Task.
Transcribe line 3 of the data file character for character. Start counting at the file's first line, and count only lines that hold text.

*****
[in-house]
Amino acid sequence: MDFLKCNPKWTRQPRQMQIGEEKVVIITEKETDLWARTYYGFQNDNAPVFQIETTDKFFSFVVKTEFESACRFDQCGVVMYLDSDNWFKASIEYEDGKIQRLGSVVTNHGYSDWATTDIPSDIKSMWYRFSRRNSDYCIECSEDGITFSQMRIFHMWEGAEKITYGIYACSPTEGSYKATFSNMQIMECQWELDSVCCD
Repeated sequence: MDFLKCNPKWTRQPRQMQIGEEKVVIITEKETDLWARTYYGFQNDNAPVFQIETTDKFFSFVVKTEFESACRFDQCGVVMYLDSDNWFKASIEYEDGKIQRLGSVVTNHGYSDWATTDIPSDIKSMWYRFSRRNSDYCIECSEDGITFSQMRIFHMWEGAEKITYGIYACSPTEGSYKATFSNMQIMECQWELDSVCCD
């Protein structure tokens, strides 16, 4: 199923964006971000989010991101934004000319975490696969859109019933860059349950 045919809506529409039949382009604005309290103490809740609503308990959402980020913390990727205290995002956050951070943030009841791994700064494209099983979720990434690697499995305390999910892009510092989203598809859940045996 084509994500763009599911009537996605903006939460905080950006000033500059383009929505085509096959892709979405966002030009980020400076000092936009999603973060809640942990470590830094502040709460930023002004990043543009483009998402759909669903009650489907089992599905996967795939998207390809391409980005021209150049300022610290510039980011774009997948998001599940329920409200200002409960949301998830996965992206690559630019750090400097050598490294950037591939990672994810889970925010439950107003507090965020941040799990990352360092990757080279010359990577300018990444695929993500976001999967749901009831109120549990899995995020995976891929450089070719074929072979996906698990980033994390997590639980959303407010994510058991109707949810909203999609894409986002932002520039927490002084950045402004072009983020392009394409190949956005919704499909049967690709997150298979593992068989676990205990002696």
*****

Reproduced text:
Repeated sequence: MDFLKCNPKWTRQPRQMQIGEEKVVIITEKETDLWARTYYGFQNDNAPVFQIETTDKFFSFVVKTEFESACRFDQCGVVMYLDSDNWFKASIEYEDGKIQRLGSVVTNHGYSDWATTDIPSDIKSMWYRFSRRNSDYCIECSEDGITFSQMRIFHMWEGAEKITYGIYACSPTEGSYKATFSNMQIMECQWELDSVCCD